Hoodoo Ann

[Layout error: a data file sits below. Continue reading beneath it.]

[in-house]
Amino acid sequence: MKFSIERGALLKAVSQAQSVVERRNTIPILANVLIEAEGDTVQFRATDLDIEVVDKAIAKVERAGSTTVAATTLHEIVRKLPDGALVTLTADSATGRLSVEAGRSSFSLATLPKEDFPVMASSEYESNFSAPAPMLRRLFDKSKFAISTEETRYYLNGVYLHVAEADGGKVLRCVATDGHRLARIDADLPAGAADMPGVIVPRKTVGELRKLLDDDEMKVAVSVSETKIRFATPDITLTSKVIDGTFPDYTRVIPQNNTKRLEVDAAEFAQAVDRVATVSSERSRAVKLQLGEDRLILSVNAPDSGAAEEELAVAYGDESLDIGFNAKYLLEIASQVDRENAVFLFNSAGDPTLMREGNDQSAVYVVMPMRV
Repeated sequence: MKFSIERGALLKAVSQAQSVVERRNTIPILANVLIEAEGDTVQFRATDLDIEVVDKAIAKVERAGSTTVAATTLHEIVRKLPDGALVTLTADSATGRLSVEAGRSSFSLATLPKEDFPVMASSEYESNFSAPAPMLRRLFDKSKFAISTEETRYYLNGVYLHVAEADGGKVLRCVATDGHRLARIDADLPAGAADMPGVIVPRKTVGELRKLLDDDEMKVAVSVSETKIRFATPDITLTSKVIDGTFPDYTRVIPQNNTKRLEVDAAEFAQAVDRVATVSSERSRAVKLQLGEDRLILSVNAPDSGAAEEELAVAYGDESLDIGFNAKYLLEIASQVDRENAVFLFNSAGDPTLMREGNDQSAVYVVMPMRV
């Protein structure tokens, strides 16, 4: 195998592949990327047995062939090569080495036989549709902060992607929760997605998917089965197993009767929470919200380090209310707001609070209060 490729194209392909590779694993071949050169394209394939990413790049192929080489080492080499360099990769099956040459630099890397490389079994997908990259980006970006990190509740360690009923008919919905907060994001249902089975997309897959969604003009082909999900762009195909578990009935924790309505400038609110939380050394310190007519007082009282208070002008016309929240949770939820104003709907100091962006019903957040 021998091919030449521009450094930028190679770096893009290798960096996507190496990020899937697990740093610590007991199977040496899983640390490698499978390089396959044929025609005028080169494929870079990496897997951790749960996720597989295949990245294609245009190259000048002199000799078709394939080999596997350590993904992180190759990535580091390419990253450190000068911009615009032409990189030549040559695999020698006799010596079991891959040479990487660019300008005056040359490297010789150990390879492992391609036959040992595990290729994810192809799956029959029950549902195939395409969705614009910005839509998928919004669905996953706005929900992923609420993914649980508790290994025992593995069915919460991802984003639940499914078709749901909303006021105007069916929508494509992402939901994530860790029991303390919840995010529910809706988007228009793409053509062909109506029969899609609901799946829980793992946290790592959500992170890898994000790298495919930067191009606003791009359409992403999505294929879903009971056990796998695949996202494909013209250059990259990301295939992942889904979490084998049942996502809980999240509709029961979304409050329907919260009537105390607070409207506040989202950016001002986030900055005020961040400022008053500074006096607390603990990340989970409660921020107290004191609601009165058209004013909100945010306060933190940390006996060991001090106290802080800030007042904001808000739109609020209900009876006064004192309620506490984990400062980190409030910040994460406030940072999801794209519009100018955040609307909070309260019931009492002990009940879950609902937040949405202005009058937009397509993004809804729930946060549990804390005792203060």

1811. HOODOO ANN (1916-usa). WITH Mae Marsh, Robert Harron, Mildred Harris, Elmo Lincoln. DIRECTED BY Lloyd Ingraham. SUPERVISED BY D.W. Griffith. Scenario by Griffith (using the pseudonym Granville Warwick). Mae Marsh, famed heroine of many a D.W. Griffith film, offers a sensitive, multi-faceted performance in this heart wrenching melodrama. She’s cast as the title character, a relentless girl who resides at the Clarissa Parker orphanage and “lives in sweet unconsciousness of her unhappy lot.” While the other girls frolic in the sunlight, Ann is left behind to scrub floors. Her only ally is Slack Cindy, the orphanage cook, and Cindy has filled her head with some strange ideas. The oddest of them is that Ann is ‘hoodooed,” or spooked, and is destined to be pursued by ill luck. All of this changes one day when a fire breaks out, and Ann rescues Goldie (Mildred Harris, who was soon to be the first wife of Charlie Chaplin), a fellow orphan who is the pet of the asylum. This courageous act leads to her being adopted by the Knapps, a local couple. All is now rosy for our heroine: she “gets to ride in a Ford”-a real treat back in 1916-and even finds herself being courted by her foster parents’ neighÂbor, handsome Jimmie Vance (Robert Harron, also a Griffith regular), a young cartoonist who’s destined for fame. However, how long will it take before Ann’s old nemesis-her “hoodoo”-reappears, and commences to cause her all sorts of grief? “Silent” film with original music score, corÂrect projection speed. 76 minutes. D.W. Griffith